Think that just because you don’t own your home or apartment you don’t need some kind of insurance? You are, unfortunately, wrong. Yes, your landlord or property management company is responsible for carrying coverage on your house, condo, or apartment, but that only covers the structure—the building. Your stuff? That’s up to you to protect. That’s why renters insurance is so important. If something happens to your building, you’re not only possibly homeless, but possession-less, too. We’re going to examine a few of the ins and outs of renters insurance so you’ll have all the knowledge you need to get the policy you need. What to Cover You need to do some homework around your place to get started. You’ll begin by making an inventory of all your valuables. Jewelry, electronics, artwork, musical instruments, antiques, collectibles—if you’ve got ‘em, write ‘em down. Now turn your attention to the everyday stuff that isn’t especially valuable but is necessary—furniture, clothing, and housewares like dishes and pots and pans. If your home were to catch on fire, you’d have to replace these items just to be able to live normally—so yes, they should be considered in your renters insurance policy. How Much to Cover There are two basic types of renters insurance policies—replacement cost and cash value. Replacement cost policies will cover the amount of money it takes (up to the policy’s limit) to replace everything. Cash value simply pays you what everything was worth at the time of the loss. Replacement policies tend to cost more but are well worth it if you have a lot of stuff to replace or if most of your belongings are fairly new. Electronics, new furniture, and this year’s latest fashions will all cost a pretty penny to replace. Same goes for your not-so-antique computer, by the way. Its price has probably gone down since you bought it. However, to replace it with a new model will certainly cost more than its depreciated cash value. If you have a great deal of expensive collectibles, antiques, artwork, or heirloom objects, you can consider a floater on the policy. This specifically covers these items in addition to your household belongings and other not-so-precious stuff. You may not be able to put a dollar value on a sentimental item like Grandpa’s antique watch, but you could replace it with a similar one with the money you receive from the floater policy. Most companies require professional appraisals on items covered by floaters or receipts if the items were purchased by the policy holder. This can be an added expense that you will want to consider. How to Understand the Policy
  • Deductible – Your policy will undoubtedly have a deductible. The larger the deductible, the lower your premium, so it may look like a good idea to go for a larger one. However, stop and consider the possibilities of this. Could you really come up with $1,000 or more to start replacing your belongings in the event of a fire or theft? If not, the larger premium may be a better choice if it provides you with a lower deductible. Carefully consider this and talk to a professional for help.
  • Coverage – What sort of disasters does the policy cover? Fire, vandalism, theft? How about flood damage? You may need a separate flood insurance policy for that great river-front property. Knowing what the policy does and does not cover in terms of cause of loss can help you determine which policy to purchase, and if additional policies are necessary.Ask about liability coverage, too. Your landlord’s policy probably only covers structural liability—say someone gets hurt on a broken stair. You may need a policy to cover injuries and accidents inside your home too. Lastly, make sure you are aware of any limitations to the policy—living expenses, for example. Most policies will allow so much per day to cover expenses if you have to live elsewhere for a time. While it may not cover nights at the Ritz, you don’t want to end up at a roach motel, either.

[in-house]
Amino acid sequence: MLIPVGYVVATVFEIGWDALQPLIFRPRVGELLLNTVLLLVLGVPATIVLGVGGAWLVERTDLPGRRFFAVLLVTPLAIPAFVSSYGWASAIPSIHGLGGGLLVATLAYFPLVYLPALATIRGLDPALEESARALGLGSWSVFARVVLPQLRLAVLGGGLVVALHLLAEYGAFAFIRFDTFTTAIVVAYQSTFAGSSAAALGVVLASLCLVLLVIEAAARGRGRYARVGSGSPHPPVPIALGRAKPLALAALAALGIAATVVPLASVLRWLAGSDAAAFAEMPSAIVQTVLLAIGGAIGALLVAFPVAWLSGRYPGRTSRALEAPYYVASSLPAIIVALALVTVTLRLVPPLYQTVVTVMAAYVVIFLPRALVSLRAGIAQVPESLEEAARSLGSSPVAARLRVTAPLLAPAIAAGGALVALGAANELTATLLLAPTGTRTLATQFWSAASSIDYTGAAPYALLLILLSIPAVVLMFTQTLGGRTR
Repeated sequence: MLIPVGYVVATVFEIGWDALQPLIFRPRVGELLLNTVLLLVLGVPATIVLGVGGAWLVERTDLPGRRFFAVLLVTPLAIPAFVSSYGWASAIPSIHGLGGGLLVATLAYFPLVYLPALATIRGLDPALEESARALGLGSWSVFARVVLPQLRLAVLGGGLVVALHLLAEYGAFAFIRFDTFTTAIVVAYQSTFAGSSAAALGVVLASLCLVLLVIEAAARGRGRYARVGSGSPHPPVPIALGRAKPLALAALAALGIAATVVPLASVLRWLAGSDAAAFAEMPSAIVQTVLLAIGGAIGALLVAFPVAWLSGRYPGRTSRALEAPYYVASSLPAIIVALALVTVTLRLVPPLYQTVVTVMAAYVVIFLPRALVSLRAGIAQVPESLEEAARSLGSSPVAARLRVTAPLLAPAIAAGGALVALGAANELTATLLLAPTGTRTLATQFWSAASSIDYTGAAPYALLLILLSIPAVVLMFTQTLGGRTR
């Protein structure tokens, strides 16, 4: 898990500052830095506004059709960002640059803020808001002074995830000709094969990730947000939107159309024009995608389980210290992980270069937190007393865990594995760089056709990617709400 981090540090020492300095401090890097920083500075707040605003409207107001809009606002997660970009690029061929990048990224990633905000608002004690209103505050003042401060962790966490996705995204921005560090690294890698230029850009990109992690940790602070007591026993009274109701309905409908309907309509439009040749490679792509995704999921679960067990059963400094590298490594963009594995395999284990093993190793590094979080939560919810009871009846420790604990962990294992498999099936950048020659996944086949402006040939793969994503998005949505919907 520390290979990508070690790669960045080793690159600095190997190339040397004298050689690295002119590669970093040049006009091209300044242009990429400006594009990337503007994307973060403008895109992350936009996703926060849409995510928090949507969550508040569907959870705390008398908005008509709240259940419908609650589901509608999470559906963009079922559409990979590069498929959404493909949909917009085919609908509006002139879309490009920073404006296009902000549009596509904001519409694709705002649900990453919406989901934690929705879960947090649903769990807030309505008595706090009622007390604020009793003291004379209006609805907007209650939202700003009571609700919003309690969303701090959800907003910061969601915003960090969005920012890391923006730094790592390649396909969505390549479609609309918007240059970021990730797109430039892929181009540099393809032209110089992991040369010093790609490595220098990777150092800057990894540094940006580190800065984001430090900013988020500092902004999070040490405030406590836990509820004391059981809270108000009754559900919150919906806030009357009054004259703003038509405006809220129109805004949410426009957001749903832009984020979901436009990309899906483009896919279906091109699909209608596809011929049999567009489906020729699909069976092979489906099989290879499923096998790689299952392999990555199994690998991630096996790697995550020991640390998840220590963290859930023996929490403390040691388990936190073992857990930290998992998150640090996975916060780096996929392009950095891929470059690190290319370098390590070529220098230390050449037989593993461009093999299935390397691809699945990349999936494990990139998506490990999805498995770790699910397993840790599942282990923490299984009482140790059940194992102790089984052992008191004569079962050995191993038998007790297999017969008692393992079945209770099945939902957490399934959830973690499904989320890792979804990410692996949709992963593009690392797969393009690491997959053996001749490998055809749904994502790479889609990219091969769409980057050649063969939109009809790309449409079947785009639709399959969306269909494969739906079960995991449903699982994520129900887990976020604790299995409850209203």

• Possible discounts – Many companies offer discounts if you meet certain requirements. This can lower your premiums, allowing you to afford higher coverage. Some common discounts include:
    • Having a security system
    • Using a safe to store jewelry and other valuables
    • Installing deadbolt locks, window gratings, and other security measures
    • Living in a secure or “doorman” building
    • Senior-citizen or student status
    • Having a good credit rating
    • Buying more than one policy with the same company—check with your auto or life insurance company first when considering renters insurance
Final Considerations Roommates may be able to purchase separate and/or joined policies to cover individual and “community” properties. Townhouses and apartments with attached garages might need extra coverage for the vehicles involved. Check with both insurance companies—renters and auto, if they are different—to determine who covers damage to your car in the event of a disaster or theft. Renters insurance isn’t typically expensive. The average policy costs around $200-300 a year. But in the event of a theft, fire, or other disaster, an inexpensive policy could mean all the difference in how quickly you recover “normal” living conditions.
Protecting your valuables